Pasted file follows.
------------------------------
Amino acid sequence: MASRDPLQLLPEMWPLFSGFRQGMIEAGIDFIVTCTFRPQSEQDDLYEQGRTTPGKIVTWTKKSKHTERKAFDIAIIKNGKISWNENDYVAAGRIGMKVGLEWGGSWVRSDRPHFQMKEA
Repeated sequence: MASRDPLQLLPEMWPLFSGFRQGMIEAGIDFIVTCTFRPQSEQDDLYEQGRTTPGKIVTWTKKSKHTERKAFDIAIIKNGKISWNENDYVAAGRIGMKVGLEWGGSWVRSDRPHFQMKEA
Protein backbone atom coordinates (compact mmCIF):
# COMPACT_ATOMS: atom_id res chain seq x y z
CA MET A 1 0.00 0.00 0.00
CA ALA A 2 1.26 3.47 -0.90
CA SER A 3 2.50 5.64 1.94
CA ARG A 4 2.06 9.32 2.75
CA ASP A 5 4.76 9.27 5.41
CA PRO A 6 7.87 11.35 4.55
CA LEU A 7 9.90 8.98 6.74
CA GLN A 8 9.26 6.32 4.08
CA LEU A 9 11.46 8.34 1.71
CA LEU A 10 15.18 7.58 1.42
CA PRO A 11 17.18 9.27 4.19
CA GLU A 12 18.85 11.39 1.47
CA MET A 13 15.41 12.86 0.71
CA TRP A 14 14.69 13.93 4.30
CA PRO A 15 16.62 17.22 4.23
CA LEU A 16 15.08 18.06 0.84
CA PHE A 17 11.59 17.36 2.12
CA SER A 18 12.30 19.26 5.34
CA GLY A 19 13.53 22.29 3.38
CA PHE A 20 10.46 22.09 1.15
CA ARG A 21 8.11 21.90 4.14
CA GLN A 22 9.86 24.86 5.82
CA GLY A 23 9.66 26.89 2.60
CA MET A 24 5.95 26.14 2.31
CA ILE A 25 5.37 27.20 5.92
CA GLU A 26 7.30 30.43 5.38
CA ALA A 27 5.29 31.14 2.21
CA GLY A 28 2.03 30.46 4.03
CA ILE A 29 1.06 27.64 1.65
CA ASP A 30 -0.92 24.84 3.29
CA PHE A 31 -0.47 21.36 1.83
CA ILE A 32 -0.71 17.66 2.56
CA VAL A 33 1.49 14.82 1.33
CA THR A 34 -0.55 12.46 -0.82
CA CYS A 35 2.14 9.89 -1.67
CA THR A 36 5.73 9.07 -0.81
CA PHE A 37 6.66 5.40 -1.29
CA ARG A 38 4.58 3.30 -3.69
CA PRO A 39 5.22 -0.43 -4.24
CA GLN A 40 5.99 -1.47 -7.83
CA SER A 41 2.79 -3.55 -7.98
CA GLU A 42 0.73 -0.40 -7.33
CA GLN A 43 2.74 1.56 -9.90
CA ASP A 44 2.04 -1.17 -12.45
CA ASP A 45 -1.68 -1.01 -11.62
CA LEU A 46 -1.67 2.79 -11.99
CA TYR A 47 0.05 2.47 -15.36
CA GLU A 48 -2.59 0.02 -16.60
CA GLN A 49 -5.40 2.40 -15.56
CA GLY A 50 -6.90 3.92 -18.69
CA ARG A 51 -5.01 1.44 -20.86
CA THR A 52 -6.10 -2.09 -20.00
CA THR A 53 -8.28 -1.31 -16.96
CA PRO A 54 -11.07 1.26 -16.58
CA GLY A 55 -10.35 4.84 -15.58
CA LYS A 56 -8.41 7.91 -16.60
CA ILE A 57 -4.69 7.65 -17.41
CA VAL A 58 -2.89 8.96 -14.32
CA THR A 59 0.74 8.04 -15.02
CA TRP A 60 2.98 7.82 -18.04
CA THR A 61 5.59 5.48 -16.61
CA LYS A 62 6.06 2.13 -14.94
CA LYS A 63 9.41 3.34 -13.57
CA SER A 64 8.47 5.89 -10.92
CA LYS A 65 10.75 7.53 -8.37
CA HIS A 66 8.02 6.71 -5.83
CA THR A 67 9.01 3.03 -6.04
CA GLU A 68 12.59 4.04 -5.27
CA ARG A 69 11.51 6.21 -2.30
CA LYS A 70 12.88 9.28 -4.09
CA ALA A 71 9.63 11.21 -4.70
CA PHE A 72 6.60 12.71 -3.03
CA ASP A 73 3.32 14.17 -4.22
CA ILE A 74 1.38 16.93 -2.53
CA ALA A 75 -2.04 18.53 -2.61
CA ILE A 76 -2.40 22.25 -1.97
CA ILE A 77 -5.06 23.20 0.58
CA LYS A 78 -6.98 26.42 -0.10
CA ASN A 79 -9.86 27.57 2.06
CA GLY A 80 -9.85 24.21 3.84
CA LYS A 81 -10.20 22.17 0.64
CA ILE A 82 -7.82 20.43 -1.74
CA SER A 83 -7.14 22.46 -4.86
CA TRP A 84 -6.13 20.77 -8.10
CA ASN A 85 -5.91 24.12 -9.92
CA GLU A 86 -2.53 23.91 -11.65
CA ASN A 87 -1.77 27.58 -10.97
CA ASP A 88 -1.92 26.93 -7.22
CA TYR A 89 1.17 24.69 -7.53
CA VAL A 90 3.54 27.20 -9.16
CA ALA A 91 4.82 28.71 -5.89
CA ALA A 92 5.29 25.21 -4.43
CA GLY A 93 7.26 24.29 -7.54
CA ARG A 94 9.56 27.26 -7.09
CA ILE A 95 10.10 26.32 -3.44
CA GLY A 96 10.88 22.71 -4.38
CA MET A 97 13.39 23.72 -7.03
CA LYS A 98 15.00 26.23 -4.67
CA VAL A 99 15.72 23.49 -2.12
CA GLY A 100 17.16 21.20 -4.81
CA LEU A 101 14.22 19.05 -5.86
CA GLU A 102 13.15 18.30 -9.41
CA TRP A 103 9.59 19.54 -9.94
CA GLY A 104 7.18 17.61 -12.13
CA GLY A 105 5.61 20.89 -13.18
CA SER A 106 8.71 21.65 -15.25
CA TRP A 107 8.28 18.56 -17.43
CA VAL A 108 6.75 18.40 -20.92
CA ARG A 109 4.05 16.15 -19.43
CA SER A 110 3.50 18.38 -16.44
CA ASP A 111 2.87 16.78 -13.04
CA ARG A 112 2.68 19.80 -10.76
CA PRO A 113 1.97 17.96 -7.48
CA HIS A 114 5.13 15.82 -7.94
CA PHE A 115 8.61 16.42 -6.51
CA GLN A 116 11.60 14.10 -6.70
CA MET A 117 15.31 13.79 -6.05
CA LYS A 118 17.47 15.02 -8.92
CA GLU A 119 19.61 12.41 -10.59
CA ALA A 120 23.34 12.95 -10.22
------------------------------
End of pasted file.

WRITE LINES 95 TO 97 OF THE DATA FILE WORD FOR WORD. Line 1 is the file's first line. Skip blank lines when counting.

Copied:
CA ALA A 91 4.82 28.71 -5.89
CA ALA A 92 5.29 25.21 -4.43
CA GLY A 93 7.26 24.29 -7.54